Measuring publicity results

Posted on: September 7th, 2009

When I started writing this post I thought I liked graphs a lot; probably more than most people but as I found out, not nearly as much as Craig Robinson who in the space of 10 minutes has become my personal hero.  Unlike Craig, who once audited his life into a range of magnificent pie charts, my interest has remained strictly professional.

Last week I caught up with Jye Smith and he asked how I measure PR.  In this instance I explained to him how I measure publicity results as a component of PR.  I was glad he asked because it gave me an excuse to bust out some charts.

At Stellar* we use Stellar* Analytics, our measurement and reporting tool (shameless plug – tick).  Below are the core measures that come into play when we’re looking at publicity results (I’ll save the social media charts for another time).  Just note that when I refer to coverage, I’m talking about a print article, a radio segment, an online news piece etc.  Key publicity measures include:

  • Volume:  how much coverage was generated eg. press clips, broadcast segments, online articles
  • Frequency: how many times within the coverage a brand name, category or product was mentioned
  • Reach: in crude terms, how far the coverage went based on circulation or audience figures
  • Sentiment/Tone:  analyses if the coverage was positive, negative or neutral
  • Message:  the key messages that were communicated, much like content analysis
  • Share of Voice: how much coverage Brand/Product A got compared to Brand/Product B
  • Medium: the different media segments that generated coverage eg. print, broadcast, online etc
  • Type: what type of coverage was generated eg. a feature, column, mention, review etc
  • Category: the category of media the coverage appeared in eg. capital city daily, national newspaper, supplement, trade mag, online news
  • Date: when the coverage appeared
  • Location: the location of the media outlet if specific to an area eg. by state
  • Outlet: ranks the media outlets by volume of coverage
  • Journalist: ranks the reporting journalists by volume of coverage

The following charts highlight some different publicity results over time.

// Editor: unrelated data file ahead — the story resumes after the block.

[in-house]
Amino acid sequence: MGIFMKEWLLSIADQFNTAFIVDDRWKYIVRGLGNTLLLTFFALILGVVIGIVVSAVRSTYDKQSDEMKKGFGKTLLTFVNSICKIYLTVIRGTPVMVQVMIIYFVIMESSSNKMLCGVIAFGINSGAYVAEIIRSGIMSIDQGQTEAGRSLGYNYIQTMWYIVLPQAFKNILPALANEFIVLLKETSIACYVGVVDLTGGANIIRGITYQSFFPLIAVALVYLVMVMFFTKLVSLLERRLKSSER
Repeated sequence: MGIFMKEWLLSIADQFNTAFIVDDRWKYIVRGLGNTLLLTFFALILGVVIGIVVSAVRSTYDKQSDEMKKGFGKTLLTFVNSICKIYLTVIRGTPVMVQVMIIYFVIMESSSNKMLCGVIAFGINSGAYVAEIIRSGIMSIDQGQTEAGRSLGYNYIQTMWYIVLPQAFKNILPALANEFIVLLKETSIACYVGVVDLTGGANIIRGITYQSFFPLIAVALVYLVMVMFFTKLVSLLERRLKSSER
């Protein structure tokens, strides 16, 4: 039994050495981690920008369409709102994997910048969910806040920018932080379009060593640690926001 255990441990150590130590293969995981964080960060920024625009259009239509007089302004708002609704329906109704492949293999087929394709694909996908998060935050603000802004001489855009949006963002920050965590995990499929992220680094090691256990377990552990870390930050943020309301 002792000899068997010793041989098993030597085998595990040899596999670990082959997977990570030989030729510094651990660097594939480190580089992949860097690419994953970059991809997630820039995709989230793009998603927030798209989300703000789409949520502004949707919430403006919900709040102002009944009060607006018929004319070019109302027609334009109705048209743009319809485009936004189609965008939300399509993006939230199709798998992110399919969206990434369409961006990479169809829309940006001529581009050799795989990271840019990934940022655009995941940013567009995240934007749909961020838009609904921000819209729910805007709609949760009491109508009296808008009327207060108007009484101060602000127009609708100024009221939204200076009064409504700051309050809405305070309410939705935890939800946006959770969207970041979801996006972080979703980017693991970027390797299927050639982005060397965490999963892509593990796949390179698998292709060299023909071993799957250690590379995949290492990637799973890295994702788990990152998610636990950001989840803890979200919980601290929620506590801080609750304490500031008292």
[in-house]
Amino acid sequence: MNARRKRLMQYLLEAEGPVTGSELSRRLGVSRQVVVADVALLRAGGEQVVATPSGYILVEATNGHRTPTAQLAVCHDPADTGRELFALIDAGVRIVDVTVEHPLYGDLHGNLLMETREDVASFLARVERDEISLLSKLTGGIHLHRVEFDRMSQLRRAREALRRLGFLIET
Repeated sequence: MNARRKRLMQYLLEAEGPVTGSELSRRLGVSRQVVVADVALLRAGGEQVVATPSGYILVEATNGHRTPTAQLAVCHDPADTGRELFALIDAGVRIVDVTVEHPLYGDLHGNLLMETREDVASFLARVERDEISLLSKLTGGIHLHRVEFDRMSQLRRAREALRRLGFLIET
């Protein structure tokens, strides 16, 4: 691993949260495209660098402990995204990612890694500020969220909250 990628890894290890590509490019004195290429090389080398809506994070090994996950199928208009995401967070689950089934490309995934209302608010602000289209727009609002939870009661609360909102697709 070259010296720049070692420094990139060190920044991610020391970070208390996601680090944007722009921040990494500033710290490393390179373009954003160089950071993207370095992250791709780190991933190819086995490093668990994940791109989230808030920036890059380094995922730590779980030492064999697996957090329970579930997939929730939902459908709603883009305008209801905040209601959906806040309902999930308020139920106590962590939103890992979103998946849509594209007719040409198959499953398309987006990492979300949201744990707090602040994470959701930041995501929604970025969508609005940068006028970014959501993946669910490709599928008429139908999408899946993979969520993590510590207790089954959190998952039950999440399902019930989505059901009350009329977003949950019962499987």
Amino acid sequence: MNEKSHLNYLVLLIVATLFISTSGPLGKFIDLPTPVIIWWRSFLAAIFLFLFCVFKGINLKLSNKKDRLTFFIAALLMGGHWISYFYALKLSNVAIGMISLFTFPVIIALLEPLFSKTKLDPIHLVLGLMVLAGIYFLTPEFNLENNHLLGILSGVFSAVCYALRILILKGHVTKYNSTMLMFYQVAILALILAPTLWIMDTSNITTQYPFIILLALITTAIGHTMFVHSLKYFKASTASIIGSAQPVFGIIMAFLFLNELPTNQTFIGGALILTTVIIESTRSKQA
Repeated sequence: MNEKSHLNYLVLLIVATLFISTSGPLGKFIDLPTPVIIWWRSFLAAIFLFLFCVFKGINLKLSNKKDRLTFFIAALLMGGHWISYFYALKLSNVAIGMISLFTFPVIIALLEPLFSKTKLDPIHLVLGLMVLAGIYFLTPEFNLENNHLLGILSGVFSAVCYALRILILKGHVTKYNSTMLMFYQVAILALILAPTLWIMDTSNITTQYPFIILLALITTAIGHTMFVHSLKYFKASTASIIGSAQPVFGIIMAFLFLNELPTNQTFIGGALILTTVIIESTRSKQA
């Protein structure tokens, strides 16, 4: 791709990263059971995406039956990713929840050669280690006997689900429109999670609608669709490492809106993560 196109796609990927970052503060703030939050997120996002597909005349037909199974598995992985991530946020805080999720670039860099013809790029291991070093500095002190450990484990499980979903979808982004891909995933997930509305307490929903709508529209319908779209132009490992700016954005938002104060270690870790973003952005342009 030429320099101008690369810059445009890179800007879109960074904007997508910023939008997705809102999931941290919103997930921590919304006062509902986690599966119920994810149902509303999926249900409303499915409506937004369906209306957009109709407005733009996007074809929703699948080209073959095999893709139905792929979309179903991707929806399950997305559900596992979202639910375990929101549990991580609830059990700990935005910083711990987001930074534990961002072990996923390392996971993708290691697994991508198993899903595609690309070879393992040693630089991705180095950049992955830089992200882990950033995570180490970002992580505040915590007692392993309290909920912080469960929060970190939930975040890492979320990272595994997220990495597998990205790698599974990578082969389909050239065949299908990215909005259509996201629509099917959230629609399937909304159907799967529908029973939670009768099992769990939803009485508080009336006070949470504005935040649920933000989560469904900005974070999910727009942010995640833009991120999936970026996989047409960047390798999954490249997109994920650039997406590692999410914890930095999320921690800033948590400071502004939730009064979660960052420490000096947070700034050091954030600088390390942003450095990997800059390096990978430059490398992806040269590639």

NOTE:  CLICK ON THE CHARTS TO GET THE FULL VIEW, OTHERWISE YOU’LL BE SQUINTING AND THINKING HOW CRAPPY THESE CHARTS ARE.  ALSO, BRAND AND PRODUCT NAMES HAVE BEEN CHANGED.

1. This shows that the majority of coverage for the client has come from product reviews or basic brand mentions.

 

2. This shows the same results as the above but over a period of one year.  The chart shows a spike in product coverage heading toward Christmas which correlates with an increase in press features such as Christmas buyer guides etc.  It also shows that the client leverages value ads off the back of its media spend.

 

3.  This shows that the coverage in regional / suburban press significantly outperforms other media categories.  There’s also a spike in lifestyle and trade publication coverage in January as a result of a specific campaign around a new product launch.

 

4.  This chart shows that over a two month period, Audi outperformed competitors in terms of share of voice in the media.

 

5.  This charts shows how different products in the same company are performing over time in the media. The significant spikes are the result of product launches or specific media sampling campaigns.

 

6. This chart shows the rise and fall of reach, based on circulation, over time.

When you build up a body of data like the above, you get to clearly see the results of your efforts and you get insights on how different elements are performing which in turn allows you to adjust your strategy and invest where you need to.

Posted by Renee Creer

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One Response

  1. craig pearce says:

    Excellent that this level of analysis goes into the media coverage. Of course, the implication is that positive media coverage helps achieve business objectives. It would be great to see this level of professional evaluation applied to how the media coverage contributed to increased sales or enhanced brand awareness or brand ranking against its competitors.

    I suspect you are now going to tell me you do this!

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